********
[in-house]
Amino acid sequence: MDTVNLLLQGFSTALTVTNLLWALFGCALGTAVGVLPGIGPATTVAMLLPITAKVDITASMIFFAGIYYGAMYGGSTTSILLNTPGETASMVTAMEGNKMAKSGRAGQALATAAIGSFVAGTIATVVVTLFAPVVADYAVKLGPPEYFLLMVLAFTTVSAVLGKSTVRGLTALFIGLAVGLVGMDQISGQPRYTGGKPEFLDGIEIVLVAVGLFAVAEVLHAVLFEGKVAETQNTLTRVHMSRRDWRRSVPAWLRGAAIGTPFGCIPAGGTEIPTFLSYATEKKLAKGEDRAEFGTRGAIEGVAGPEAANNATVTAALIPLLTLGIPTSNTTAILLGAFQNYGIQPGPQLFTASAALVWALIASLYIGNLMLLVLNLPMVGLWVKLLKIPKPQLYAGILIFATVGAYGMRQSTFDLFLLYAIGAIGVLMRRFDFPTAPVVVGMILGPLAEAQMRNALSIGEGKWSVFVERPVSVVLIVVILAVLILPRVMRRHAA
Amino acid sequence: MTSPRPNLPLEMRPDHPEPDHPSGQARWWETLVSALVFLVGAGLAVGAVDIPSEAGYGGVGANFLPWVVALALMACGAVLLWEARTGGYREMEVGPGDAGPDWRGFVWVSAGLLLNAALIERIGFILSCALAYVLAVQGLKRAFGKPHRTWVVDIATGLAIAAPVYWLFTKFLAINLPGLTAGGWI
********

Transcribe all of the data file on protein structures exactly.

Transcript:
[in-house]
Amino acid sequence: MDTVNLLLQGFSTALTVTNLLWALFGCALGTAVGVLPGIGPATTVAMLLPITAKVDITASMIFFAGIYYGAMYGGSTTSILLNTPGETASMVTAMEGNKMAKSGRAGQALATAAIGSFVAGTIATVVVTLFAPVVADYAVKLGPPEYFLLMVLAFTTVSAVLGKSTVRGLTALFIGLAVGLVGMDQISGQPRYTGGKPEFLDGIEIVLVAVGLFAVAEVLHAVLFEGKVAETQNTLTRVHMSRRDWRRSVPAWLRGAAIGTPFGCIPAGGTEIPTFLSYATEKKLAKGEDRAEFGTRGAIEGVAGPEAANNATVTAALIPLLTLGIPTSNTTAILLGAFQNYGIQPGPQLFTASAALVWALIASLYIGNLMLLVLNLPMVGLWVKLLKIPKPQLYAGILIFATVGAYGMRQSTFDLFLLYAIGAIGVLMRRFDFPTAPVVVGMILGPLAEAQMRNALSIGEGKWSVFVERPVSVVLIVVILAVLILPRVMRRHAA
Amino acid sequence: MTSPRPNLPLEMRPDHPEPDHPSGQARWWETLVSALVFLVGAGLAVGAVDIPSEAGYGGVGANFLPWVVALALMACGAVLLWEARTGGYREMEVGPGDAGPDWRGFVWVSAGLLLNAALIERIGFILSCALAYVLAVQGLKRAFGKPHRTWVVDIATGLAIAAPVYWLFTKFLAINLPGLTAGGWI